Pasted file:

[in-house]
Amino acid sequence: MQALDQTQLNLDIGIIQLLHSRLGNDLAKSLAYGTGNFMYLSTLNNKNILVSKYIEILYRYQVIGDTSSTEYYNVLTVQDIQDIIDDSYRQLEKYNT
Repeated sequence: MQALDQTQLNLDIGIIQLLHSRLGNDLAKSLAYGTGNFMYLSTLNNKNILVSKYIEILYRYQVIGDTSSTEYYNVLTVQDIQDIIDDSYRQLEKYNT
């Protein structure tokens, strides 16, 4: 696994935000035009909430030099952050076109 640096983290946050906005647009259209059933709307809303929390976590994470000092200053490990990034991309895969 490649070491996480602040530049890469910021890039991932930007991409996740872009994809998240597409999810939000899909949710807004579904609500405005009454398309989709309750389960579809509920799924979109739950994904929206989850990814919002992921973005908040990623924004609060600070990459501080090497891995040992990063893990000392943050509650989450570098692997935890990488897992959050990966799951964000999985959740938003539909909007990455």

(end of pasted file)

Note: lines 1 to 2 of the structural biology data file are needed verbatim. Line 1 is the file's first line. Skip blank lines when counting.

[in-house]
Amino acid sequence: MQALDQTQLNLDIGIIQLLHSRLGNDLAKSLAYGTGNFMYLSTLNNKNILVSKYIEILYRYQVIGDTSSTEYYNVLTVQDIQDIIDDSYRQLEKYNT